Rumors of the impending death of the Big Eight Skywriters Tour coming soon to a campus near you have been exaggerated.
Not that this annual preseason media junket to all the conference football camps is immortal. It could vanish overnight, like the brontosaurus.
"From our standpoint, we hope it's not a dinosaur," says Tim Allen, a former Tour director who was kicked upstairs actually down the hall to assistant commissioner, "because it provides us with 10 days of exposure throughout our six-state area."
At bargain basement rates, too, because the media outlets pay for the cost of transportation and for their accommodations. Each school provides an evening meal for the hungry writers and broadcasters while the conference office's primary responsibility is to prevent participants from dying of thirst.
THE BIG Eight office budgets $5,000 for the Skywriters tour. But, Allen added, "We've never spent that much."
Whatever the bottom line, it's money well spent because, as Allen says, "We couldn't buy that kind of publicity."
Not many of these tub-thumping tours still exist around the country. The Southwest Conference has one it's the biggest, in fact but the SWC is on shaky ground and could fold, spindle or mutilate any time now.
The Pacific-10 also hosts a tour, but the widespread locales of that league's schools escalate the travel costs to the point where only about a dozen media members take part.
This year's Big Eight Skywriters Tour has about 35 signed up.
"Our numbers have fluctuated over the years," Allen said. "It's down this year. . .I think because Colorado is playing so early."
Indeed, with the Buffs scheduled to play Tennessee in the inaugural Disneyland Pigskin Classic on Aug. 26, no Colorado media-type is on the tour for the first time in its 28-year history.
AS MOST of you know, the term Skywriters is an anachronism. Once upon a time, participants flew to most of the camps via chartered aircraft. Early tour members can tell their grandchildren that they flew on a DC-3, a Martin 404, a Convair 440 and lived.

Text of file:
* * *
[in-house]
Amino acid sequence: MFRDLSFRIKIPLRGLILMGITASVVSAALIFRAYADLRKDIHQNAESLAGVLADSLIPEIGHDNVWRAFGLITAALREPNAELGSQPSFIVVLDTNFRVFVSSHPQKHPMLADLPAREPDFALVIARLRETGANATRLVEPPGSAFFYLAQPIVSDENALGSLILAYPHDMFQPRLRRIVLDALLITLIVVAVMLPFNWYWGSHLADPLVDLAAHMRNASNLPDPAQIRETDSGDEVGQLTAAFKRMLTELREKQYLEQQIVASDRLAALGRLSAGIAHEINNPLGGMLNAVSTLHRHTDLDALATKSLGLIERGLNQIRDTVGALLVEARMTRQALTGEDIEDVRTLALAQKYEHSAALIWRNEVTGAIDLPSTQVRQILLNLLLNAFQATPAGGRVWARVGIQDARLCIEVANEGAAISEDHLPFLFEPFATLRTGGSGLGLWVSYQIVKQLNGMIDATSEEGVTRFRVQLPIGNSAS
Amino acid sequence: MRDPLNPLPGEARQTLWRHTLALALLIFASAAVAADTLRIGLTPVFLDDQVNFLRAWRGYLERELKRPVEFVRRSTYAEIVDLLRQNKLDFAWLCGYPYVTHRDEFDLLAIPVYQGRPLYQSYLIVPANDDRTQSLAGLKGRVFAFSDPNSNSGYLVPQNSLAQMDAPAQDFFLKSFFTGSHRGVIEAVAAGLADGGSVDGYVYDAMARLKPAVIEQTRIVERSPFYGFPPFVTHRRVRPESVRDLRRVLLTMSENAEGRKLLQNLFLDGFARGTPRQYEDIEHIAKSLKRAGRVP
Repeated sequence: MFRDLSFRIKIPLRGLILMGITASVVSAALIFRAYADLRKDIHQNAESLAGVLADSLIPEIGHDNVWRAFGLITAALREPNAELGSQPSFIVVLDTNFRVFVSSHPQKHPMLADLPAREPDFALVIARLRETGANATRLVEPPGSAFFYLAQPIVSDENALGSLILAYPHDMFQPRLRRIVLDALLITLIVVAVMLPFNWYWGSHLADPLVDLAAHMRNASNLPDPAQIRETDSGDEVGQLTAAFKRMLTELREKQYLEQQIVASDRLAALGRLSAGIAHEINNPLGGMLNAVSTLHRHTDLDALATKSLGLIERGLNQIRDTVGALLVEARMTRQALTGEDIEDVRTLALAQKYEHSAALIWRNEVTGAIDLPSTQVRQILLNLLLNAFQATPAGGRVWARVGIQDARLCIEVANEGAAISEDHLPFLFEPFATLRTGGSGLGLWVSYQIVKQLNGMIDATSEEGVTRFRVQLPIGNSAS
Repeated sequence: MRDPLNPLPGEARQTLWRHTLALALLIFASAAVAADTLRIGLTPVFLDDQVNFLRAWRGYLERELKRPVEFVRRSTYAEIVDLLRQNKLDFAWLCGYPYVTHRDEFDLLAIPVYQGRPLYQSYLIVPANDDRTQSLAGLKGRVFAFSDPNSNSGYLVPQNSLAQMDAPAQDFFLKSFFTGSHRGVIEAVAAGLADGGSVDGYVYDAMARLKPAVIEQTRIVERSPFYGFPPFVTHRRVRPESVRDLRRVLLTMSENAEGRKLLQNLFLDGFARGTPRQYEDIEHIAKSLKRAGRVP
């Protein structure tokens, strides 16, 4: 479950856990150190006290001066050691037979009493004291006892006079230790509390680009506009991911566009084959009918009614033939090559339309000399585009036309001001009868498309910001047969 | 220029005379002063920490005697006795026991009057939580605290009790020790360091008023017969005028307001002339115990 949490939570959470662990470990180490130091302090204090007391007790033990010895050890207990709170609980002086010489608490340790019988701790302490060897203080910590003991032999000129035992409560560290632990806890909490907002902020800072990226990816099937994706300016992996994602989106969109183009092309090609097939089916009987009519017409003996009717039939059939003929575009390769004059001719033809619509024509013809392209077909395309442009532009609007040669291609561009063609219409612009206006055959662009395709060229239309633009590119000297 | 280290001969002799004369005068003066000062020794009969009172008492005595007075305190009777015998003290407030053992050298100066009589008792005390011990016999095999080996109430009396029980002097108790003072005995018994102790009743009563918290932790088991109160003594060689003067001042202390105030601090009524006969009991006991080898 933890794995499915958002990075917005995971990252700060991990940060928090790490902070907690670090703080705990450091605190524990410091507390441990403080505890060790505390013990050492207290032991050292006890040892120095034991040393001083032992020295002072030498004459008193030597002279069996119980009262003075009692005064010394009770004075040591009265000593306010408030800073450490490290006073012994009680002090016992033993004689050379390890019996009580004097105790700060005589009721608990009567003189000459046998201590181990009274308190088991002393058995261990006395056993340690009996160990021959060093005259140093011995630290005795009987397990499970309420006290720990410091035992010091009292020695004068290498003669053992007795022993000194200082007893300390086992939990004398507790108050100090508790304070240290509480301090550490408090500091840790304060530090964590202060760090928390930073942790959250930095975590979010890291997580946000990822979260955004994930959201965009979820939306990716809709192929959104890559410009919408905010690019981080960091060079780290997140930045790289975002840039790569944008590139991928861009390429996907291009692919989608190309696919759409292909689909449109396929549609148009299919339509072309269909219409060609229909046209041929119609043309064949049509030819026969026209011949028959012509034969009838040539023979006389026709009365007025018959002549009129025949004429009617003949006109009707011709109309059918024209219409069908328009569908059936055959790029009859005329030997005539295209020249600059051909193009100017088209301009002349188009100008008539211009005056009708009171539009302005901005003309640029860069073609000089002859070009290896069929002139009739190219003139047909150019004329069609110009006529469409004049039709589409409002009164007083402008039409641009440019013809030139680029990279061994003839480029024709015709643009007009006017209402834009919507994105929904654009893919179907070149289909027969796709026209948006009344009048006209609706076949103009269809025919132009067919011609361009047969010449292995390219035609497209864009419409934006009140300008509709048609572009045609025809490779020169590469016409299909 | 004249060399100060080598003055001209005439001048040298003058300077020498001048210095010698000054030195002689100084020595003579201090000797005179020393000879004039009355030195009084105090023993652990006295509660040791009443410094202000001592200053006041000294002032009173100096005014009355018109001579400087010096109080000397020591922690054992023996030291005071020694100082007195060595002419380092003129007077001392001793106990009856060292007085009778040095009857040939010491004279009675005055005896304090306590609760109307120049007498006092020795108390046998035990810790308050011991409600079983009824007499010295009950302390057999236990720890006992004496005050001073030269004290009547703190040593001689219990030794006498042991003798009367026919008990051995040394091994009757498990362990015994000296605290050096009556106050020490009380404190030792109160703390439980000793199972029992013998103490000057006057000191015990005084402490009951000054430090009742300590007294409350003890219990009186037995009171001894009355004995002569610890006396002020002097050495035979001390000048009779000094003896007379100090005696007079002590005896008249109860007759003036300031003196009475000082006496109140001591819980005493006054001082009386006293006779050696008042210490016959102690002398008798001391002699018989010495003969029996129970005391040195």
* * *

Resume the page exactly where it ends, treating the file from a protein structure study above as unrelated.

Today we fly commercial jets to Denver and back while spending the equivalent of one full day specifically 24 hours and 45 minutes on a bus. Fortunately, contemporary motor coaches come restroom-equipped.
I'm sure you've heard the undercurrent about the possibility of Big Eight expansion. Surely before the turn of the century, the Big Eight will have at least two more members which would, of course, mean mean two more tour stops.
If those two new schools were far-flung I've heard talk about Air Force and Brigham Young, for example the additional transporation costs might force many media outlets to bow out.
SHOULD NOT enough media outlets want to continue, the Big Eight has Plan B on the books.
"We sat down a few years ago," Allen explained, "and devised an ideal pre-season Press Day, and we have that in place if we need it."
Essentially, it's the same format used for Basketball Press Day when the league office flies each head coach and two players into Kansas City for a media gathering at a hotel near the airport.
However, if the Big Eight added a couple of Southwest Conference schools, the extra cost of a Skywriters Tour probably wouldn't be prohibitive. Still, it would mean more time on a bus, and that's not a thrilling prospect.
ALLEN DID come up with one fringe benefit, though.
"I don't think very many Skywriters have gone through Anadarko," he said.
Gee, I never thought of that.